Am I the only one who who like to know which company has done the transfer? Is this relevant? Are there some companies which are consistently better than others? I'd like to know if the authoring of the forthcoming 4K UHD of My Fair Lady is done by a separate entity than that of the 4K streaming master. Seeing how StudioCanal outsources all their restorations and mastering efforts, do Hollywood studios such as Sony, Warner, Universal and Paramount do everything in-house, or they also outsource this job? If I know in advance that Fidelity In Motion or Silver Salt are responsible for restoring and authoring, I wouldn't need any reviews to know that I'm likely getting a superb product. Nor do I hesitate if I know that Robert Harris or Grover Crisp have personally been responsible for supervising the authoring.
 

Ronald Epstein

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In my experience, outside of a premium label like Criterion who does all their authoring inhouse, I think Warner Bros. is the most consistent in the quality of restored titles they offer, all of which are done through Motion Picture Imaging on their studio lot.

Warner is particularly interesting because people complain about a lot of unreleased titles still in limbo. However, the studio has always taken the stand that if something they are considering is not up to a certain standard of quality or would be too expensive to restore, it won't get released. For that reason, you can always count on a Warner Bros. release looking exceptional.
 

titch

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In my experience, outside of a premium label like Criterion who does all their authoring inhouse, I think Warner Bros. is the most consistent in the quality of restored titles they offer, all of which are done through Motion Picture Imaging on their studio lot.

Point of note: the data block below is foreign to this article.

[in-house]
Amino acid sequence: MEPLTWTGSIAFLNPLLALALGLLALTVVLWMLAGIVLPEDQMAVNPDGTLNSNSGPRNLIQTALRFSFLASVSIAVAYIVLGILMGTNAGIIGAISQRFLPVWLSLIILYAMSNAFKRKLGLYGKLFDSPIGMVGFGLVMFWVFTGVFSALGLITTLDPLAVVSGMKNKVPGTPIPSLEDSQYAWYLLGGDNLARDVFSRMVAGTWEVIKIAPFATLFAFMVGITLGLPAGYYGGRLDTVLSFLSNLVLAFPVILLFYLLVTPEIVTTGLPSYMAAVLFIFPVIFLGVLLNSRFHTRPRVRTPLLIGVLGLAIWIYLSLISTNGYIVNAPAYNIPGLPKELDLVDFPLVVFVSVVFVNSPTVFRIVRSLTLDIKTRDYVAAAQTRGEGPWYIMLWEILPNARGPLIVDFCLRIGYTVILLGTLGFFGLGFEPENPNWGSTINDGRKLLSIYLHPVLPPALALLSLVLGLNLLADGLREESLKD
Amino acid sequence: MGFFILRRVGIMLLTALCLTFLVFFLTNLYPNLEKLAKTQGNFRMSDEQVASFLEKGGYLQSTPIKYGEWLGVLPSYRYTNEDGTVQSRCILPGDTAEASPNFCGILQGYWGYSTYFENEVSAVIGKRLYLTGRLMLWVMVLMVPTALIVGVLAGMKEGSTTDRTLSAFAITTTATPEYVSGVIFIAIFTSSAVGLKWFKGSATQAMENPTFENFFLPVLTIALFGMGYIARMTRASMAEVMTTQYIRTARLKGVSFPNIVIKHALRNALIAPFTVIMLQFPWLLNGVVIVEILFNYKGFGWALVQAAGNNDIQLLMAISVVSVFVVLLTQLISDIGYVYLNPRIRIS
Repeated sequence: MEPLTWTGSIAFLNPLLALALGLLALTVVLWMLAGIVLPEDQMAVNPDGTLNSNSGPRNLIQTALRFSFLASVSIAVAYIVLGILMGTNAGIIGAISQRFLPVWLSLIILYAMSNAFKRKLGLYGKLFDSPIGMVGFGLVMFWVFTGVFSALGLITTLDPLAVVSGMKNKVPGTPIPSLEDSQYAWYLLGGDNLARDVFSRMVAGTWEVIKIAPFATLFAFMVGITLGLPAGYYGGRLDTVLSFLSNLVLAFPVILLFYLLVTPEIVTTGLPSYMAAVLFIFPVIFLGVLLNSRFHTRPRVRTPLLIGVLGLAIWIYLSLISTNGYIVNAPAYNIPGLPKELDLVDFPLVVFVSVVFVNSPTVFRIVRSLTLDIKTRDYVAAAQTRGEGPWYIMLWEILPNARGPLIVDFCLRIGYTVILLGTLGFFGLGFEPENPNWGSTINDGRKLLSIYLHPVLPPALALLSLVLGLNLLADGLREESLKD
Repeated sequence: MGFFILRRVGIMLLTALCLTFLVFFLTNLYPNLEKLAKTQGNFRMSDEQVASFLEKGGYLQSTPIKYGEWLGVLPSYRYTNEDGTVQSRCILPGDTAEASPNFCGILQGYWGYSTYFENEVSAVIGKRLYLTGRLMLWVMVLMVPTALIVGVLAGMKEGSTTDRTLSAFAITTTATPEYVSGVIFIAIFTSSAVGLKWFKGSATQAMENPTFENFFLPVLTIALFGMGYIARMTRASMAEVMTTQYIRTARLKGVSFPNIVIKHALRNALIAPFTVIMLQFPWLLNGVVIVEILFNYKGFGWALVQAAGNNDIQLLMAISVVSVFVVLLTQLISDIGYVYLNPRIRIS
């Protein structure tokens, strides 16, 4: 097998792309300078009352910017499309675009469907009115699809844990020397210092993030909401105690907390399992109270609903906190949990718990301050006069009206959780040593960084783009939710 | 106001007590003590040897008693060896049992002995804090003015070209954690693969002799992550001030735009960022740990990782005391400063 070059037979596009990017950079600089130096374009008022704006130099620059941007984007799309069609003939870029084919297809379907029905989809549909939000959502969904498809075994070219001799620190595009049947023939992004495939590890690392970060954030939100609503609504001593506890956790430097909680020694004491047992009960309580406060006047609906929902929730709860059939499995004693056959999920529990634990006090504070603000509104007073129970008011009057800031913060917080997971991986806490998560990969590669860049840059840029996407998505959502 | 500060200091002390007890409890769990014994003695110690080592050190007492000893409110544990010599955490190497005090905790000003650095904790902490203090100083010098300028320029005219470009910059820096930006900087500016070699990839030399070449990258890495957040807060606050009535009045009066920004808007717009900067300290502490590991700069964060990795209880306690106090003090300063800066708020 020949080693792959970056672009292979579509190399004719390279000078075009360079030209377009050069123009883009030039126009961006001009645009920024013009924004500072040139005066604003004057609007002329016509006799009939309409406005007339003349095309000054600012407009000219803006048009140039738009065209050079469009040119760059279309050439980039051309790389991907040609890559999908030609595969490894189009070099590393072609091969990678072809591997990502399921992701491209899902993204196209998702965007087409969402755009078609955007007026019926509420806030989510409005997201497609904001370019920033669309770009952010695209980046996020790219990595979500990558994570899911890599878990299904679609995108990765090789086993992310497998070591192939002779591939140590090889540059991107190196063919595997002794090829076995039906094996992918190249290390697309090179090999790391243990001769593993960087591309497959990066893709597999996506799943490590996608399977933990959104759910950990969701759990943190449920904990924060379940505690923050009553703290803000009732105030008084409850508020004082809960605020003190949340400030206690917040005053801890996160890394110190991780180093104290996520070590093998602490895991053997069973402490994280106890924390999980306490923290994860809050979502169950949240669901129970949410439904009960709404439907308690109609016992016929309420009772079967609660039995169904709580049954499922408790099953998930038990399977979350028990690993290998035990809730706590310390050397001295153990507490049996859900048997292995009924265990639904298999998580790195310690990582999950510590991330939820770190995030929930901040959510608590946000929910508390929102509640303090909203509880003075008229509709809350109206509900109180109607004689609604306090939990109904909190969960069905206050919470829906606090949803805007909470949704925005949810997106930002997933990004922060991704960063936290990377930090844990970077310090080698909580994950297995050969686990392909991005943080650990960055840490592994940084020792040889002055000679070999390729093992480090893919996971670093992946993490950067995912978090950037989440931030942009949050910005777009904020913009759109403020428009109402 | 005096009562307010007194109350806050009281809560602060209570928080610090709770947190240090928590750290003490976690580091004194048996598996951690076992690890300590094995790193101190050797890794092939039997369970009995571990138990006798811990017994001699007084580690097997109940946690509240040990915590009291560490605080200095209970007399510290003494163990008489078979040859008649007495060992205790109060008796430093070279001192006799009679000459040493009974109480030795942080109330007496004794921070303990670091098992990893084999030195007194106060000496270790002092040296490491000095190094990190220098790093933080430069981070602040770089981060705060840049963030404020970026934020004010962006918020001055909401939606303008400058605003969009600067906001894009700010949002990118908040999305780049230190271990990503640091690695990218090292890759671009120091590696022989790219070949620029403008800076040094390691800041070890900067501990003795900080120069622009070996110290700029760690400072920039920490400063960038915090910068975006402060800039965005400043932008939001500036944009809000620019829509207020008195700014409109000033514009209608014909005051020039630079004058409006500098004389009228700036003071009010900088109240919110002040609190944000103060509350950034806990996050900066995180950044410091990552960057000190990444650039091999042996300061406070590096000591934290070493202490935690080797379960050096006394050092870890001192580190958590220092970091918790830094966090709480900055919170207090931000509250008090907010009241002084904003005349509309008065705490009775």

Warner is particularly interesting because people complain about a lot of unreleased titles still in limbo. However, the studio has always taken the stand that if something they are considering is not up to a certain standard of quality or would be too expensive to restore, it won't get released. For that reason, you can always count on a Warner Bros. release looking exceptional.
I'm not entirely sure about Criterion doing their own authoring for all their titles. They are dependent on the masters they receive for a lot of them. A recent example is Fellini Satyricon - this 4K restoration and scan was not restored by Criterion, although there is no information anywhere on Criterion's box about who actually performed it. It just said "restored". And a few of Criterion's very badly mastered titles were performed by French companies (possibly Pathé) - Children Of Paradise and The Earrings of Madame De... to mention a couple of titles. This is why I would like Criterion, and other companies, to write explicitly on their material which company has done the authoring. Arrow does it.